BOCC spends funds based on value, demonstrated need
The Clerk of Courts is perceived as an unbiased guardian of local government’s use of public money. Sadly, Charlie Green has used the veil of his office to invoke baseless allegations challenging policy decisions by the Lee County Board of County Commissioners.
Recently, Mr. Green refused to release tourism tax dollars to pay for consulting services performed on behalf of Lee County and the Tourist Development Council. His action is contrary to the County Attorney’s opinion that such use of tourism funds is consistent with State statute to protect and restore beaches, shoreline or rivers with public access.
The TDC over the past seven years has protected and enhanced the county’s vital natural resources through stricter water quality standards and landmark estuary protection legislation. Now, through Mr. Green’s legal counsel, those efforts have been deemed “too remote and indirect to be characterized as directly protecting or enhancing the physical nature of the subject water bodies.” This “new” standard is absurd. Mr. Green seemingly fails to comprehend that sustainable natural resources are the cornerstone of Lee County’s multi-billion dollar tourism industry.
Federal and state water resource experts have been paid with tourism funds since 2004, when the TDC boldly addressed the devastation from excessive releases of polluted Lake Okeechobee water on the Caloosahatchee and coastal beaches and estuaries. Unwilling to accept the opinions of the County Attorney and the Florida Attorney General, Mr. Green has forced the BOCC to take legal action, using taxpayer money, to overturn his decision to refuse payment.
Mr. Green has also weighed in recently on the County’s purchases of the Fisherman’s Co-op site, Wachovia Bank building, County Road 951 right-of-way, and the Waterway Estates property.
After the devastating hurricane seasons of 2004 and 2005, the BOCC realized that an appropriate land-based site on Pine Island was needed for proper disposal of debris from construction and solid waste generated on residential barrier islands. Illegal barge transportation of garbage and building materials was disruptive to residents and the environment.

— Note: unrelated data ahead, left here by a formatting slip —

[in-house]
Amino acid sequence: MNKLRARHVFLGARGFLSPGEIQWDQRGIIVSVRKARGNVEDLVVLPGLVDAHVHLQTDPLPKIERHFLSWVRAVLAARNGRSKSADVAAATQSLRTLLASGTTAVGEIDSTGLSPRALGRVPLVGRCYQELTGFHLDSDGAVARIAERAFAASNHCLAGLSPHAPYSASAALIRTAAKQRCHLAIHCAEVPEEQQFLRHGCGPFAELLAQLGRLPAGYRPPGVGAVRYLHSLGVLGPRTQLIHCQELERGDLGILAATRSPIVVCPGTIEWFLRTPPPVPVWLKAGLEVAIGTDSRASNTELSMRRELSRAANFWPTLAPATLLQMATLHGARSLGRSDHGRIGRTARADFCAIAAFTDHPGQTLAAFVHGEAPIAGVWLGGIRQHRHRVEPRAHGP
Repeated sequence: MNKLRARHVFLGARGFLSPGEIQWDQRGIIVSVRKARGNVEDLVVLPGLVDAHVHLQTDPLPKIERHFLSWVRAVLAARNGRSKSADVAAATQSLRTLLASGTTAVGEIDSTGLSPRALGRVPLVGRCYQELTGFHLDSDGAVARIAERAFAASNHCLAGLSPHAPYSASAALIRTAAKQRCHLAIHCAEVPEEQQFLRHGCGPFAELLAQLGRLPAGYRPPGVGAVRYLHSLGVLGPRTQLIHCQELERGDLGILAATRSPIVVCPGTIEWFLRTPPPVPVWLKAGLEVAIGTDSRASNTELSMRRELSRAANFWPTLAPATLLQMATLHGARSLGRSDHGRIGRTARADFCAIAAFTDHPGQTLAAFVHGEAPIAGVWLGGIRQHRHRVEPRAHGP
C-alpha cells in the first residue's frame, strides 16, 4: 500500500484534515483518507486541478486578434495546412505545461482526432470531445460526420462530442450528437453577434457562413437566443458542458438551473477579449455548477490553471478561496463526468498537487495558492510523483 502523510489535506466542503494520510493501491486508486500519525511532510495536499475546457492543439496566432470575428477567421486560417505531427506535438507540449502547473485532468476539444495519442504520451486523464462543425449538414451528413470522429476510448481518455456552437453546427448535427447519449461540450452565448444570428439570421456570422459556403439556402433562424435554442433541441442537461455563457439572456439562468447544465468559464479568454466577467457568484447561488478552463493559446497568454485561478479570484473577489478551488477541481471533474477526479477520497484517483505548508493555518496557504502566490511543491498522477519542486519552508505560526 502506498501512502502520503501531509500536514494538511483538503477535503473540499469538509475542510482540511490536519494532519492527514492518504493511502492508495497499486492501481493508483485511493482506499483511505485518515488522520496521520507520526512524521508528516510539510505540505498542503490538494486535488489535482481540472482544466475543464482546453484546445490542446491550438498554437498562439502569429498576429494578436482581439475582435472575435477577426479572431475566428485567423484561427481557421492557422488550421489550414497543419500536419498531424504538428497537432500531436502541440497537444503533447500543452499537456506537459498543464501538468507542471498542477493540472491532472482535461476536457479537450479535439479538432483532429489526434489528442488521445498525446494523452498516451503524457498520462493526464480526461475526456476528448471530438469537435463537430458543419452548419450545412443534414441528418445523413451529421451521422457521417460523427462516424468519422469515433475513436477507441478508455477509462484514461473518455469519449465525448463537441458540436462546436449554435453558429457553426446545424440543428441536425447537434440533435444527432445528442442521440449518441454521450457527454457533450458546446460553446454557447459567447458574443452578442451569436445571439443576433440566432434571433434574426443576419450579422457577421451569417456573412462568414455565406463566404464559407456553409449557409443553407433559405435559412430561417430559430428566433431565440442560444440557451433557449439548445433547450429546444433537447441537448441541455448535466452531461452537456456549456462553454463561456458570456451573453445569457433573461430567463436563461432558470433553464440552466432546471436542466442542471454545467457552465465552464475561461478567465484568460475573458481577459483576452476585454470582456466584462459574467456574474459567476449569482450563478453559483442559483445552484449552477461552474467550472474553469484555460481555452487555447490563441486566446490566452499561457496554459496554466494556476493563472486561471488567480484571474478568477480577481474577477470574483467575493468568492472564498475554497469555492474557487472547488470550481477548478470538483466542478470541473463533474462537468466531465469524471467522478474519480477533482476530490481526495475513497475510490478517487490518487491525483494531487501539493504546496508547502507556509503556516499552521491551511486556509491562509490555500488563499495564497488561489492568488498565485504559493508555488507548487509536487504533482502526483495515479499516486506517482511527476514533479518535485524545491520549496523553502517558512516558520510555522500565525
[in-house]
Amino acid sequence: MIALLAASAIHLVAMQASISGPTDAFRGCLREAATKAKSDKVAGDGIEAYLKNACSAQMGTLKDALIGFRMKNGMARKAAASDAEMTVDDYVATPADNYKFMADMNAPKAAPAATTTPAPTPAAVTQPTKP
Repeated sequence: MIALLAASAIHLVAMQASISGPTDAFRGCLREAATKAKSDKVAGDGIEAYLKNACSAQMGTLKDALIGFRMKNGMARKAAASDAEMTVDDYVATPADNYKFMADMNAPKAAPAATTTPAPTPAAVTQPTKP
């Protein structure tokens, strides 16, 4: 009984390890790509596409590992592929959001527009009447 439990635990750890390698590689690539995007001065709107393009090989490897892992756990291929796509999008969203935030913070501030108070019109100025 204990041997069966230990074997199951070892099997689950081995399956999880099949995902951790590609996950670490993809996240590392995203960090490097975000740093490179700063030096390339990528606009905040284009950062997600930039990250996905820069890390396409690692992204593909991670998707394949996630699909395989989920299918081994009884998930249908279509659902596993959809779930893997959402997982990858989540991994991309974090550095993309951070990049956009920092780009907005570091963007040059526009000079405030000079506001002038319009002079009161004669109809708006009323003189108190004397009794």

After an exhaustive search for a deep-water site that would not impact residents, shoreline mangroves or shallow-water seagrass, the Fisherman’s Co-op site was the only parcel that met zoning requirements and state and local permitting approval. In addition to accommodating critical commercial operations, the site provides important public water access to recreational boaters.
The Wachovia building was acquired when the county was growing at 26,000 new residents a year and space was desperately needed for county and constitutional offices. The building was purchased with cash to avoid debt. Recently renovated, it provides office space for the Clerk of Courts (some of Charlie Green’s staff), the Lee County Visitor and Convention Bureau and the Economic Development Office. Consolidating the VCB and EDO into one location has eliminated $500,000 in annual lease payments and enhances business activity in the downtown Fort Myers River District.
Due to explosive population growth in the 1990s and early 2000, the BOCC relied on a computer-generated travel-demand model used to develop the Metropolitan Planning Organization’s 2030 long-range transportation plan to purchase right-of-way for the future construction of C.R. 951 east of I-75.
Even with the economic slowdown and decline in population growth over the past several years, a critical need still exists to provide alternative access for Florida Gulf Coast University’s increasing student enrollment, and enhanced access to the future research and development business park north of Alico Road. The purchase price for the R-O-W included land zoned and permitted for residential lots.
In 2005, Lee County was under a consent order with the Florida Department of Environmental Protection to abate excessive nutrient discharges from its Waterway Estates wastewater treatment plant. A comprehensive study by engineering consultant Hazen and Sawyer determined that the most cost-effective solution was to purchase land adjacent to an existing wastewater plant to expand capacity and upgrade treatment to reclaim wastewater effluent.
Lee County has since entered into an agreement with the Florida Government Utility Authority to connect with the North Fort Myers Utilities plant. The Waterway Estates land remains a valuable County asset, and several possible future uses, based on will of the public, include a marina or park.
The public record will verify that the BOCC spend funds based on value and demonstrated need.